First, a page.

Annual magnetic resonance imaging (MRI) starting from age 30 to 35 years followed by combined annual MRI and mammography from age 40 may reduce breast cancer mortality by over 50% for women with ATM, CHEK2, and PALB2 breast cancer genetic mutations. The comparative modelling analysis, published in JAMA Oncology (February 17, 2022), found mammography under 40 years offers little additional benefit.
“People understand very well the value of testing for variants in BRCA1 and BRCA2, the most common breast cancer predisposition genes. These results show that testing other genes, like ATM, CHEK2, and PALB2, can also lead to improved outcomes,” says Mark Robson, a senior author on the paper from Memorial Sloan Kettering Cancer Center, New York.
Due to increased availability and affordability of multigene panel testing, more women are being discovered to carry ATM, CHEK2 and PALB2 pathogenic variants (PVs) which confer moderate to high risk of breast cancer. It is known that each of these PVs increases breast cancer risk by at least two-fold and that collectively they are identified in 2 to 3% of women diagnosed with breast cancer. NCCN Clinical Practice Guidelines in Oncology, published in 2021, recommends for women with BRCA1/2 PV use of MRI screening starting at age 25 years followed by combined mammography and MRI screening starting at age 30. However, the optimal approach to breast cancer screening for women with ATM, CHEK2, and PALB2 PVs has not been established.
“Screening guidelines have been difficult to develop for these women because there haven’t been clinical trials to inform when to start and how to screen,” says Kathryn Lowry, the lead author from the University of Seattle, Washington.
For the current analysis, the team used risk estimates from the Cancer Risk Estimates Related to Susceptibility (CARRIERS) Consortium, which provided data on more than 32,000 individuals with breast cancer and a similar number who did not have cancer. The CARRIERS data was input into simulation models from the Cancer Intervention and Surveillance Modelling Network (CISNET).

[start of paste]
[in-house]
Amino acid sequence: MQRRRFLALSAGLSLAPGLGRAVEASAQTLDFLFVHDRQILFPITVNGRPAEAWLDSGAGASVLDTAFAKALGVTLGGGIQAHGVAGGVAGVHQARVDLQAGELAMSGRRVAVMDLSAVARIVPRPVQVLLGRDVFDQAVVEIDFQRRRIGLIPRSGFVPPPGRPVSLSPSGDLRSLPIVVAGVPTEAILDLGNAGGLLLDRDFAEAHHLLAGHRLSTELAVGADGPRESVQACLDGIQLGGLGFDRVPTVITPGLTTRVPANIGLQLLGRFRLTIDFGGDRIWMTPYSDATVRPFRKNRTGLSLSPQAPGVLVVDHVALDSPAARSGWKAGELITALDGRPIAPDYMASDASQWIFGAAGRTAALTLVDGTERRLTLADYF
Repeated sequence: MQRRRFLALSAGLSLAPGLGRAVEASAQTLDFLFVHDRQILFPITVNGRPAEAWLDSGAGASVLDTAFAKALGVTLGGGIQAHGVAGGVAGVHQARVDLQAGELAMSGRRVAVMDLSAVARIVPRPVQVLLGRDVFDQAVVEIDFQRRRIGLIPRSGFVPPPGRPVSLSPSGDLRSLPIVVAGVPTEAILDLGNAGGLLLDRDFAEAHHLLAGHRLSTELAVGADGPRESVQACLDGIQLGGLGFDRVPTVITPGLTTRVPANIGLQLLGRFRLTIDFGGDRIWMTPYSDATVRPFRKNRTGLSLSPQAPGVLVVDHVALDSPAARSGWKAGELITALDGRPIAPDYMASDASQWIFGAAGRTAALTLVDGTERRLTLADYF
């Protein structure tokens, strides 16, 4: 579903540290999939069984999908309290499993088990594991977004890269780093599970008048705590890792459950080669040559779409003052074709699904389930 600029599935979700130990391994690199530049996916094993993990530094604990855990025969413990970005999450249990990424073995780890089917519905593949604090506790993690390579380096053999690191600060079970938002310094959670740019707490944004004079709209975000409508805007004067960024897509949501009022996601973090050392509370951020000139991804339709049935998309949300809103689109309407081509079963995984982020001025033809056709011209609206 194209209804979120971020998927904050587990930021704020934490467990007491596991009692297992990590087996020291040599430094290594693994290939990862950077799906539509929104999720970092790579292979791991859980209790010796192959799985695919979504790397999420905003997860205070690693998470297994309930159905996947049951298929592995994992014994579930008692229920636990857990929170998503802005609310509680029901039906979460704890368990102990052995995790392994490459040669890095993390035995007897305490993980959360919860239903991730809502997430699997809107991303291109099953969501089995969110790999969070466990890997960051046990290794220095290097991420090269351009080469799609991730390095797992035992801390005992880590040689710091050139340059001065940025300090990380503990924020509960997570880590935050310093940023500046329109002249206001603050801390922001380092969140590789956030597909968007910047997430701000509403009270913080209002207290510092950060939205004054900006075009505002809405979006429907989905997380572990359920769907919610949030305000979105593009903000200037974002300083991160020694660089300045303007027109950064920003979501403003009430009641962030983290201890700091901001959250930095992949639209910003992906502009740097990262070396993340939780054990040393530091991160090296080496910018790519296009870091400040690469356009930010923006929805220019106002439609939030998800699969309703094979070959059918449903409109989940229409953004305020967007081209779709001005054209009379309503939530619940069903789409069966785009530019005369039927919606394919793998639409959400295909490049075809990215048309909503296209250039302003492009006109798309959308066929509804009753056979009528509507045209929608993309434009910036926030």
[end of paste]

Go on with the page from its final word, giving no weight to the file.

Mean model-estimated lifetime breast cancer risk was 20.9% for women with ATM PV, 27.6% for women with CHEK2 PV and 39.5% for women with PALB3 PV.
Results across PVs show:
- Annual mammography alone from 40 to 74 years was estimated to reduce breast cancer mortality by 36.4% to 38.5% compared with no screening.
- Annual MRI starting at 35 years followed by annual mammography and MRI at 40 was estimated to reduce breast cancer mortality by 54.4% to 57.6%, with 4661 to 5001 false-positive screenings and 1280 to 1368 benign biopsies per 1000 women.
- Annual MRI starting at 30, followed by mammography and MRI at 40 was estimated to reduce mortality by 55.4% to 59.5%, with 5075 to 5415 false-positive screenings and 1439 to 1528 benign biopsies per 1000 women.
- When starting MRI at 30, initiating annual mammography starting at 30 vs 40 did not lead to meaningfully reduced mortality rates, but was estimated to add 549 to 650 false-positive screenings and 58 to 59 benign biopsies per 1000 women.
“Based on our results, annual MRI screening starting at age 30 to 35 years followed by combined annual MRI and mammography at age 40 years likely offers the best balance of screening benefits and harms,” conclude the authors. Starting mammography earlier than 40 years, they add, increased false -positive screenings and benign biopsies but added little additional benefit for women receiving MRI.
“Additional data on cancer outcomes without screening modalities for women with genetic susceptibility to breast cancer are needed to inform guidelines for their use,” write the authors.